There are all sorts of scams that run the same way - some offering you a small check if you will sign up for a service that charges a large monthly fee. A difference of a few percentage points in sticker price might attract someone to a gas guzzler over a hybrid, even if the differences in gas bills would erase that difference.
Part of the solution is to move those costs up front. Something as simple as printing the cost of a year's worth of gas for a new car might help.
The other part of the solution is to use the government's power to internalize some of these costs. We could lower gas taxes and put a tax on car sales that is indexed to fuel economy. The average consumer might pay the same amount in taxes over a reasonable time period, but when the consumer pays those costs would be shifted earlier.
Another component would be for the government to shoulder some of the short-term costs, for instance by paying to improve transmission efficiency of long-distance electric lines, perhaps recuperating those costs by raising taxes on those lines only. Improved efficiency in long-distance transmission coupled with local storage (pdf link) could substantially improve our energy economy by reducing inefficiency in generation, transmission and usage.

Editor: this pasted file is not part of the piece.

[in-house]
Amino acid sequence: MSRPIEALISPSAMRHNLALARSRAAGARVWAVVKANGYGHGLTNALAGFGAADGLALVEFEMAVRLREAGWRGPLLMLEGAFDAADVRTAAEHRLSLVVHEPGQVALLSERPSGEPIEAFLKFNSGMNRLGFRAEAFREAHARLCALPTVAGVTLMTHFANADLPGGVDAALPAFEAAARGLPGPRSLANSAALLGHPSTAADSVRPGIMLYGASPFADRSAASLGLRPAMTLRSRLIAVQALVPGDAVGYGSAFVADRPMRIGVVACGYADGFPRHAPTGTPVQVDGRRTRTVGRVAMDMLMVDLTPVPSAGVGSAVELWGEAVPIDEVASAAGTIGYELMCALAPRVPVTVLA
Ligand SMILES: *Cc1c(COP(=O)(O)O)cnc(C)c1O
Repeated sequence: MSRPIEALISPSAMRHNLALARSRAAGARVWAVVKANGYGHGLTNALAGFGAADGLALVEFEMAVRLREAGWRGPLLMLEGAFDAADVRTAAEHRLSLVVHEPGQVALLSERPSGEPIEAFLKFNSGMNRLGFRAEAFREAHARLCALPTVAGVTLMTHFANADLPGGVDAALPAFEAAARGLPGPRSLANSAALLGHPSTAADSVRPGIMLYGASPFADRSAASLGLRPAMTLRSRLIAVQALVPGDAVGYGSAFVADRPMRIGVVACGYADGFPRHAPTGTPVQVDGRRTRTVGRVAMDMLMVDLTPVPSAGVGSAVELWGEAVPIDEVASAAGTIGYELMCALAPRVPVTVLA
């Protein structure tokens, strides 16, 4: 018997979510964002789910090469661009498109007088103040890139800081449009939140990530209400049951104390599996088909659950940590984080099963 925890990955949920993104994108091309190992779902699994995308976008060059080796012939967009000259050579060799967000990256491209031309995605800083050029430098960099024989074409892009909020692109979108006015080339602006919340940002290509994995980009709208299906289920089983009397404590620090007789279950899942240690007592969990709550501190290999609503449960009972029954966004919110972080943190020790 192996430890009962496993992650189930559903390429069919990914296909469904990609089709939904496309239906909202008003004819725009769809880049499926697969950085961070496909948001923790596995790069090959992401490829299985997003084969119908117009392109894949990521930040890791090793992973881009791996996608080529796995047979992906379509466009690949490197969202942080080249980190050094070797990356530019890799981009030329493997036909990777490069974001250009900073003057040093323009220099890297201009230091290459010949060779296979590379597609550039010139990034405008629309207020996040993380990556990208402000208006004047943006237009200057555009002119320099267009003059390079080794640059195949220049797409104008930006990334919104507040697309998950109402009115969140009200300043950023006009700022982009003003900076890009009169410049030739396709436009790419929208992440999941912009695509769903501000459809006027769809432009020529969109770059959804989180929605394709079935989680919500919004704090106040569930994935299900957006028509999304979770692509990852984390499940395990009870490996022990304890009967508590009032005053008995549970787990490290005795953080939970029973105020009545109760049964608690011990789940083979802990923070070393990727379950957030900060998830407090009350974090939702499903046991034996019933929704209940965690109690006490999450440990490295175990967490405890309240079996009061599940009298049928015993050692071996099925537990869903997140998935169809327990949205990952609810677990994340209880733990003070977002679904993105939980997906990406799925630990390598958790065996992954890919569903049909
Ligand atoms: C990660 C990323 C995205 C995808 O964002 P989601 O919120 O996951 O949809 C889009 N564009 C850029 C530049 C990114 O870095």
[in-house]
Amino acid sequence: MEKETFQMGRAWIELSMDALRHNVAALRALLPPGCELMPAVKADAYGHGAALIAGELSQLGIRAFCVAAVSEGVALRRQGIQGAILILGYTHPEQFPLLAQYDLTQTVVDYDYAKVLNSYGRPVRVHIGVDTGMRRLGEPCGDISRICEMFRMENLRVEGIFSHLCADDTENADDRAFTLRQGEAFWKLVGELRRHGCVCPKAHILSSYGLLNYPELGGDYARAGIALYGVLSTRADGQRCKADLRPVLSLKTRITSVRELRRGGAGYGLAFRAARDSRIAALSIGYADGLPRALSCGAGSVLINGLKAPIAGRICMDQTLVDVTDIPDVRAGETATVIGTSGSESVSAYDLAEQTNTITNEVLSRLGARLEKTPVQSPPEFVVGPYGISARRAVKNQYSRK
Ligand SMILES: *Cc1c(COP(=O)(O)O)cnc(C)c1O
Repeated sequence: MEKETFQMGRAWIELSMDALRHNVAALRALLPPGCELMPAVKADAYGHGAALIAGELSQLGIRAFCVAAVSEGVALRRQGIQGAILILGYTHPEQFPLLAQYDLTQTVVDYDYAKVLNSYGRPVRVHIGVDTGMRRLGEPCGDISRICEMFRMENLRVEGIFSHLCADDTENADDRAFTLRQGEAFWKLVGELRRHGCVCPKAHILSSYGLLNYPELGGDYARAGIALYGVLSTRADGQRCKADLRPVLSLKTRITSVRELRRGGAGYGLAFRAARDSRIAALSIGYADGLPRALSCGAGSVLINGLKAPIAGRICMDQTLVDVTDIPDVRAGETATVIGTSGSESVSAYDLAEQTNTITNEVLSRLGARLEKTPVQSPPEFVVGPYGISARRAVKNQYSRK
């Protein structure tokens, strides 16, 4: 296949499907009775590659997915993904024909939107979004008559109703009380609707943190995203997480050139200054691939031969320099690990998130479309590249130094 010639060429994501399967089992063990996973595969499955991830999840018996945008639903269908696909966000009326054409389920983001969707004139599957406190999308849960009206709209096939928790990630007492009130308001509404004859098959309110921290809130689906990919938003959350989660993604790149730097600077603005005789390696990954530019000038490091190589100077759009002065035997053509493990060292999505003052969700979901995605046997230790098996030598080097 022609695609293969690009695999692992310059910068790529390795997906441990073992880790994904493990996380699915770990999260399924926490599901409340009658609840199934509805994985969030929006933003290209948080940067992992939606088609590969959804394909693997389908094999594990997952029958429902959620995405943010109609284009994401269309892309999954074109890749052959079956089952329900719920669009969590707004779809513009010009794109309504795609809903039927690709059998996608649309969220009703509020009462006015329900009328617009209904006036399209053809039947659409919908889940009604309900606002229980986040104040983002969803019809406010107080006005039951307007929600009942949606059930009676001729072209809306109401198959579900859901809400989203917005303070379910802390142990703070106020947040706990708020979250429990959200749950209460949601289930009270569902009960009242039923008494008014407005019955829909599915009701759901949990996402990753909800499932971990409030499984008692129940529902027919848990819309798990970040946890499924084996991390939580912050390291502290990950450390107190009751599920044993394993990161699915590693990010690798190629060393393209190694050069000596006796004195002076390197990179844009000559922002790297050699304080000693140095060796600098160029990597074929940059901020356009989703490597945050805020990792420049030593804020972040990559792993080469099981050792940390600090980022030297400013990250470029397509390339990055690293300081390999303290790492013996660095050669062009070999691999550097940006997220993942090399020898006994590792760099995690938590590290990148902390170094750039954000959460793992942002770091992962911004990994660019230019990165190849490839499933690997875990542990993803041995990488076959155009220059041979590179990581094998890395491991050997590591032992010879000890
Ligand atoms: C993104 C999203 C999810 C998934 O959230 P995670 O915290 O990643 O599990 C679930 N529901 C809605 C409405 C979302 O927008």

Science highlights a project in Europe called "Airtricity," which proposes to construct many offshore windfarms around Europe, linking them together so that wind power will always be flowing into the grid from somewhere, because the wind is always blowing someplace. The same argument would work for a widely distributed network of solar cells.